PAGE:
To qualify for workforce housing, a tenant’s gross annual income cannot exceed 130% of the median income for Suffolk County, adjusted for family size. Rent cannot exceed more than 33% of their gross annual income on housing expenses (rent plus a utility allowance).

            The Town of Smithtown has completed requirements to be considered a “Pro-Housing Community” by means of ninety-eight units at Fieldstone, 180 units at The Preserves, thirty-six units at Hudson Place, and seventy-one units at the Lofts at Maple and Main.

            “This taxpayer funded grant is the culmination of the hard work of Town of Smithtown Supervisor Edward Wehrheim and the Town Board,” said State Senator Mario Mattera (R-St. James). “Their work will benefit our region for years by building the local economy, creating jobs and enhancing the lives of everyone who resides here. Combined with their successful work to bring sewers to Smithtown, they have set up the area for a great future and I thank them on behalf of our residents.”

            “The Smithtown and Kings Park downtowns will not only be revitalized with the help of this grant but will, essentially, be repurposed,” said Assemblyman Mike Fitpatrick (R-St. James). “The modern suburban downtown, or Main Street, to be viable and successful today, must be able to meet the needs and desires of a changing economy and society. Thanks to Governor Hochul’s initiative, the Kings Park and Smithtown downtowns will move boldly, and smartly, toward a more active, prosperous, and vital future. Good things are happening in Kings Park and Smithtown and I want to thank Governor Hochul for helping us get to where we need to be for a brighter future.”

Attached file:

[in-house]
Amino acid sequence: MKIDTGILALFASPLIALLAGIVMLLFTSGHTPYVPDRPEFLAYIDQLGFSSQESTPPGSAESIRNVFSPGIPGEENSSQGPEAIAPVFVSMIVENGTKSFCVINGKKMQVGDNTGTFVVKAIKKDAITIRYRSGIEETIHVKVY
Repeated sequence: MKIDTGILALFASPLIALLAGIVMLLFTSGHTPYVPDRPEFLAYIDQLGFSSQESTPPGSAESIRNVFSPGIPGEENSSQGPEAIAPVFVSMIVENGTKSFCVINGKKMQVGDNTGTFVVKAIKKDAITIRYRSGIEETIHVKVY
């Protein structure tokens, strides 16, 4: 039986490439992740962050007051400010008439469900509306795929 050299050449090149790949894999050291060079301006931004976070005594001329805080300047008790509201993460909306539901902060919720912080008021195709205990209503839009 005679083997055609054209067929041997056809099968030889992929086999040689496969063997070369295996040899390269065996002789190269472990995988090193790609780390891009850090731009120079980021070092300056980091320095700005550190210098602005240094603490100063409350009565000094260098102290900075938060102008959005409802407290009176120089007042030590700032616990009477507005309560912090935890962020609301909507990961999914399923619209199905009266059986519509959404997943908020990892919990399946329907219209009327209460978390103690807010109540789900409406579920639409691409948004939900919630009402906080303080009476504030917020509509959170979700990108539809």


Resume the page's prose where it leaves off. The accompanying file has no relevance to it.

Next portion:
Suffolk County Executive Ed Romaine (R-Center Moriches) also attended and accepted the checks with respective Town and Village leaders.

            “I thank the Governor for her continued commitment to Suffolk County. This funding is vital to the ongoing downtown revitalization efforts in both Kings Park and North Bellport and will help create jobs and jumpstart local economic growth in our communities,” said Romaine.

            In attendance also were Smithtown Board members Thomas J. McCarthy (R-Nissequogue), Tom Lohmann (R-Smithtown), and Lisa Inzerillo (R-Kings Park), as well as New York Secretary of State Robert Rodriguez (D-Manhattan), Brookhaven Town Supervisor Dan Panico (R-Center Moriches), Mineola Village Mayor Paul Pereira, Suffolk County Clerk Vincent Puleo (R-Nesconset), State Senator Monica Martinez (D-Brentwood), and Suffolk County Legislators Catherine Stark (R-Riverhead), Ann Welker (D-Southampton), Sam Gonzalez (D-Brentwood), Rob Trotta (R-Fort Salonga), Jason Richberg (D-West Babylon), and Rebecca Sanin (D-Huntington Station).

Any additional questions regarding the Kings Park DRI grant can be directed to the Supervisor’s office at [email protected] or the planning dept: [email protected].

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Matt Meduri serves as the Editor in Chief of the Messenger Papers and writer of America the Beautiful and This Week Today columns. As a graduate of St. Joseph's University, Matt has been working in the political journalism field for over 5 years. He is a multi-instrumentalist, enjoys cooking and writing his own recipes, and traveling throughout the United States including Guam.